You loved music from the womb, it soothed you and moved you always, as it still does. When you were little, we went to the wedding of the great niece, I believe, of Lawrence Welk in his home town of Strasberg North Dakota and you were so mesmerized by the accordions played at the reception you begged me for weeks to sign you up for lessons. After I did my research, and got over the OMG factor of this has got to be the worst instrument ever, (an apology to all you fine accordion players out there) I did a final check on whether or not you were really serious about the accordion, and here was your reply: “No, mom, I changed my mind, I think I’ll learn the glockenspiel instead.” Well…you ended up with the trumpet, and it’s bass counterpart, the euphonium, and I’m proud of your accomplishments. Beyond just listening to music, you were the first one to dance to any band that was playing, or yell out to all our friends around the pool, “Hey everyone, how about a dance party!”. You were the sensation at the dance recitals the girls in the neighborhood would put on. Remember the group called “Connor and the Connorettes?”, hey it is a great memory, one that always makes me smile.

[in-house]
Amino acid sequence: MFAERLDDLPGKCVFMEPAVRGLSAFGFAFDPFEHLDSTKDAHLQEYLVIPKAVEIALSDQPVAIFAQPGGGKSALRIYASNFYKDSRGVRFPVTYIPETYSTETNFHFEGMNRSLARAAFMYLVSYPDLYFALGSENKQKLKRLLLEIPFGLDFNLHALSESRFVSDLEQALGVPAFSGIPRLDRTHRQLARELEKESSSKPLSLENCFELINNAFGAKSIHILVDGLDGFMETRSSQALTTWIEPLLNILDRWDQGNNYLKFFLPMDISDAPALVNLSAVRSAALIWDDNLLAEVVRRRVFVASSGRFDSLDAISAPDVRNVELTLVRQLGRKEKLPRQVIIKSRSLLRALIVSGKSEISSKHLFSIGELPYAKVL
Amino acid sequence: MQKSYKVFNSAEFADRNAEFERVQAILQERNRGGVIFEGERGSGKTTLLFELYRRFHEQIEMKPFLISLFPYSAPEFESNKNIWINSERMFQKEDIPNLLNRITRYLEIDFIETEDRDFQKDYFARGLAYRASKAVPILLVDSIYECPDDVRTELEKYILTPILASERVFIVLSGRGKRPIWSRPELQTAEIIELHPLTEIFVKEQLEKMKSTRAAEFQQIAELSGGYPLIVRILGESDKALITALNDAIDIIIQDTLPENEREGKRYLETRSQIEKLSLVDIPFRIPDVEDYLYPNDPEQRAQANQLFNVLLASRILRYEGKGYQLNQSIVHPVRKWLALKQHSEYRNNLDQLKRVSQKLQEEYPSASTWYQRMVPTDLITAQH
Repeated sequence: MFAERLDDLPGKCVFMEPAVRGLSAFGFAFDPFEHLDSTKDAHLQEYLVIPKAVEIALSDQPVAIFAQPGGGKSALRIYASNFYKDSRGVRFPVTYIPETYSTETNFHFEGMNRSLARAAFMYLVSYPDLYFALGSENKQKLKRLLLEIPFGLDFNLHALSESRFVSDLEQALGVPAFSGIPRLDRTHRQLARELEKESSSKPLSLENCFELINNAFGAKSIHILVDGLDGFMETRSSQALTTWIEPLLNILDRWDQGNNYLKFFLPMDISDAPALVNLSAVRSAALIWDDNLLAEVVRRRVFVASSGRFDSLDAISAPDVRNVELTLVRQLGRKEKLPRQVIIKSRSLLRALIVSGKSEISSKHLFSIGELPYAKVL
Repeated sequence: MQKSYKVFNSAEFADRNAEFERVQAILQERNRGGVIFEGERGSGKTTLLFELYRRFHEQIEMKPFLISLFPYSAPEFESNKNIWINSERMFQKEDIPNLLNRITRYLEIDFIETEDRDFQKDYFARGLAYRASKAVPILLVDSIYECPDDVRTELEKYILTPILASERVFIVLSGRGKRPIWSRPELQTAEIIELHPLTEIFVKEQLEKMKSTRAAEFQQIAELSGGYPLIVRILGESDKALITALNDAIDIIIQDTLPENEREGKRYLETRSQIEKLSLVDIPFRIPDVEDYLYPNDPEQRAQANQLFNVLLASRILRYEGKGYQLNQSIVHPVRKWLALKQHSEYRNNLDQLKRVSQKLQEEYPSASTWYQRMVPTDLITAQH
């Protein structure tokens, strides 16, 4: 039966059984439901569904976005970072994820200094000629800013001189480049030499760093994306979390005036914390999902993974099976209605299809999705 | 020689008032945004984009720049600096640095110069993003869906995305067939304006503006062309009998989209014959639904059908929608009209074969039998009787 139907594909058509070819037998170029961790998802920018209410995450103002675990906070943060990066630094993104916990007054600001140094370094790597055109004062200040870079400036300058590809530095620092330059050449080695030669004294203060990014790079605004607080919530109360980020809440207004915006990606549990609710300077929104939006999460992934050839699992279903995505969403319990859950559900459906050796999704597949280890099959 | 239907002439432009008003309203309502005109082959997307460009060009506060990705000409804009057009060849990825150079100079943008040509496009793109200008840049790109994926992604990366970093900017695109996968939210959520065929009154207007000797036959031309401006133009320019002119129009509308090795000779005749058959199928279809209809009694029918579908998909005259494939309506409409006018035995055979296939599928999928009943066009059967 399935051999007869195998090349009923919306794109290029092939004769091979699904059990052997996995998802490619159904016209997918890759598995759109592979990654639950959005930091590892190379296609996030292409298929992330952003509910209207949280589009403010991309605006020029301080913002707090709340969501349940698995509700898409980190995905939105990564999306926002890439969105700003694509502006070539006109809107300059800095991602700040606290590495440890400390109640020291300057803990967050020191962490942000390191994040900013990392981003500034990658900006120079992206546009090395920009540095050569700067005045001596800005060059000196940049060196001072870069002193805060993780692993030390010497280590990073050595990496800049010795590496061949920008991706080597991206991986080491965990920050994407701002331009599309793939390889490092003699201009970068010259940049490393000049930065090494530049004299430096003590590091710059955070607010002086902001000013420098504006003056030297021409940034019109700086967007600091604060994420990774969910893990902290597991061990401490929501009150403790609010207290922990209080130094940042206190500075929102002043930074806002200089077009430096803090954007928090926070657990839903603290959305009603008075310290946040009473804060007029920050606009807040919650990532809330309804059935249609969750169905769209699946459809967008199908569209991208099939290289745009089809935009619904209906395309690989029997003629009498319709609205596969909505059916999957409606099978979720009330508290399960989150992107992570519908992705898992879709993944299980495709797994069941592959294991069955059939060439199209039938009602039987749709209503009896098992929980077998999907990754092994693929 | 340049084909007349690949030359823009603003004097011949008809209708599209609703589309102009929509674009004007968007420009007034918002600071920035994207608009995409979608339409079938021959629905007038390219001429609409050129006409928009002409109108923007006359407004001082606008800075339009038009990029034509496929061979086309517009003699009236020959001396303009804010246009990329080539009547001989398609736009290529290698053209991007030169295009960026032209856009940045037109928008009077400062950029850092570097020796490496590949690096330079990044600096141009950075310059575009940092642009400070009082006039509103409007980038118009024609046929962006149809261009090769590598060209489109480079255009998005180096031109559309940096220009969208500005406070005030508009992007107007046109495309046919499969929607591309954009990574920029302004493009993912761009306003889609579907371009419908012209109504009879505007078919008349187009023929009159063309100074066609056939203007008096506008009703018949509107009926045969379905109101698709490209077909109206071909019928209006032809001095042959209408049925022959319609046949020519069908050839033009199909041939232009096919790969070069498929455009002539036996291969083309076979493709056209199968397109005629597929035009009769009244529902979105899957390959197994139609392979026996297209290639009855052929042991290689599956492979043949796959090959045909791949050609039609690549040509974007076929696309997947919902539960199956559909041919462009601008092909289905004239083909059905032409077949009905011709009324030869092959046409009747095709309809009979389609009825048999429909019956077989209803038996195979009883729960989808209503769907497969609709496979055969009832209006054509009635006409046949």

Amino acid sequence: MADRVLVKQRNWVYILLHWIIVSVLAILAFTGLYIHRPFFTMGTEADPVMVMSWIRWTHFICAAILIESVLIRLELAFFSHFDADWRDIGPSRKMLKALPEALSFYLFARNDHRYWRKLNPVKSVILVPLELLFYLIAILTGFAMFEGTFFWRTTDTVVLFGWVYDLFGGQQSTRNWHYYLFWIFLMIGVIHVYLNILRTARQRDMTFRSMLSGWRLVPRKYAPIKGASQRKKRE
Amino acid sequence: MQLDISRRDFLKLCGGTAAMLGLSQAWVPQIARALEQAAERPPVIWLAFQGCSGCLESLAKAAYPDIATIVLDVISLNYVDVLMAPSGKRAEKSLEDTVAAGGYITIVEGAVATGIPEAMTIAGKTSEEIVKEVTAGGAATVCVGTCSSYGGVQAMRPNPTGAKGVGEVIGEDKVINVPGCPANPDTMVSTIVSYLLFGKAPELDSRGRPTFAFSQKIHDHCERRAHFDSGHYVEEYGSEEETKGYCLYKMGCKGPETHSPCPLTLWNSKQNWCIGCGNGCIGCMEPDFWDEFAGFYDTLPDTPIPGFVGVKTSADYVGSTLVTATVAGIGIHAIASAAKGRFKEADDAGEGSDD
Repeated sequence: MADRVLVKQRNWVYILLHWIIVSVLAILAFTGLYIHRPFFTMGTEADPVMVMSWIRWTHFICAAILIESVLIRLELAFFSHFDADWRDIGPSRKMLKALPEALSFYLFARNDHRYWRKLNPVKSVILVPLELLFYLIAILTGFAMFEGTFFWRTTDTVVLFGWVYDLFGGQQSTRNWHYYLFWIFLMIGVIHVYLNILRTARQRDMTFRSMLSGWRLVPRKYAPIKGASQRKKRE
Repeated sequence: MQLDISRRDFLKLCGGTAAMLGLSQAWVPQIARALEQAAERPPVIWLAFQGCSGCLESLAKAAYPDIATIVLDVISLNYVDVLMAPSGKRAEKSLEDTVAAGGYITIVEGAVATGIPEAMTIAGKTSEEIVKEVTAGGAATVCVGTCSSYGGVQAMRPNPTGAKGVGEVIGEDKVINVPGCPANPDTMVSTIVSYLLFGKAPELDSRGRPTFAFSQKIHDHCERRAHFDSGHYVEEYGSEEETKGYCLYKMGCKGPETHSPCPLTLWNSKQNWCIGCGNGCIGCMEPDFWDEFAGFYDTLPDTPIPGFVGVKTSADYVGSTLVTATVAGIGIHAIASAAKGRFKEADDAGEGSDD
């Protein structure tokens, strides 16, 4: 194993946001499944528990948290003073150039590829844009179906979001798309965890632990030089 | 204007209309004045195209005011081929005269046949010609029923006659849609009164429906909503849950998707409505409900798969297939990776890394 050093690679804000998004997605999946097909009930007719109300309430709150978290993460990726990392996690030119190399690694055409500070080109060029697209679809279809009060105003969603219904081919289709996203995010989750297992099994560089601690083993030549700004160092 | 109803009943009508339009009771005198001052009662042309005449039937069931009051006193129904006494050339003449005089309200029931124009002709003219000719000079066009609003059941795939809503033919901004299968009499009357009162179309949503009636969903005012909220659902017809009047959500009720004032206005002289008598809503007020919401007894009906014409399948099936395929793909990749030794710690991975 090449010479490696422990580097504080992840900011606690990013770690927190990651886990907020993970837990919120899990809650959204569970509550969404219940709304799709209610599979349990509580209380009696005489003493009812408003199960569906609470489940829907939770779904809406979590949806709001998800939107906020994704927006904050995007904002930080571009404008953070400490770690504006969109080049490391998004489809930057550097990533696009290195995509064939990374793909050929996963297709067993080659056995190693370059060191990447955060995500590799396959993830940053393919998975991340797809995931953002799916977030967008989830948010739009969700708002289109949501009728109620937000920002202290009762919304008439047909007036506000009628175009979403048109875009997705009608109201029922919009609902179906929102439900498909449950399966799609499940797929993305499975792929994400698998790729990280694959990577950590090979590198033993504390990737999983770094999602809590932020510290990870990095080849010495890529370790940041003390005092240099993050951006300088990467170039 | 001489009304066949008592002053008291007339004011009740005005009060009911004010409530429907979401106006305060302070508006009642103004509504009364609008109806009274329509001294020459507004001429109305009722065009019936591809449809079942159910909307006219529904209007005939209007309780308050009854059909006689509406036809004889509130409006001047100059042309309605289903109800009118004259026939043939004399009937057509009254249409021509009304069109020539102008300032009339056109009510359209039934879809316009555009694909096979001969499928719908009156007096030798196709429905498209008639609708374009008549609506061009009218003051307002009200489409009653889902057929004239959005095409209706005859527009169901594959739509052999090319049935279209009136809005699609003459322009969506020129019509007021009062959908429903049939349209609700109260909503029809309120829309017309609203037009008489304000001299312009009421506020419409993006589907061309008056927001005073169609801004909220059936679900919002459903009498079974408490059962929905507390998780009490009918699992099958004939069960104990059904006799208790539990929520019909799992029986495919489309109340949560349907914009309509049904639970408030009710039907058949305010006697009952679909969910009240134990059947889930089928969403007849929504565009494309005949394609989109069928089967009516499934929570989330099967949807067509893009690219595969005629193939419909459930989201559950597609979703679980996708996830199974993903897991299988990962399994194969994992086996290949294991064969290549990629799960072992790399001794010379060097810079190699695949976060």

You were always deeply spiritual, perhaps not in the traditional sense, but then really, neither am I. I remember once, when you were about 6 years old, in the midst of summer fun at jelly stone park, while we were getting ready for a day full of sun and junk food, (Steve was at Wall-Mart, or golfing…the neighbors reading this will understand) you turned to me and said, “Mom, there is no place in hell that could keep out the love of God, right?” My neighbor Lisa D’s mouth dropped open at the depth of that statement, but I was used to it at that point. I also remember you breaking down at a Osceola football game because you had discovered that there were diseases out there, specifically cancer, that didn’t have a cure. How could God let that happen? It shocked your small world that some things can’t be fixed, and that there truly is darkness out there. You were almost inconsolable until the friends sitting around us told you that a cure was just around the corner. We’ve had some great conversations about faith, and I hope that it will continue to develop as you venture on your own.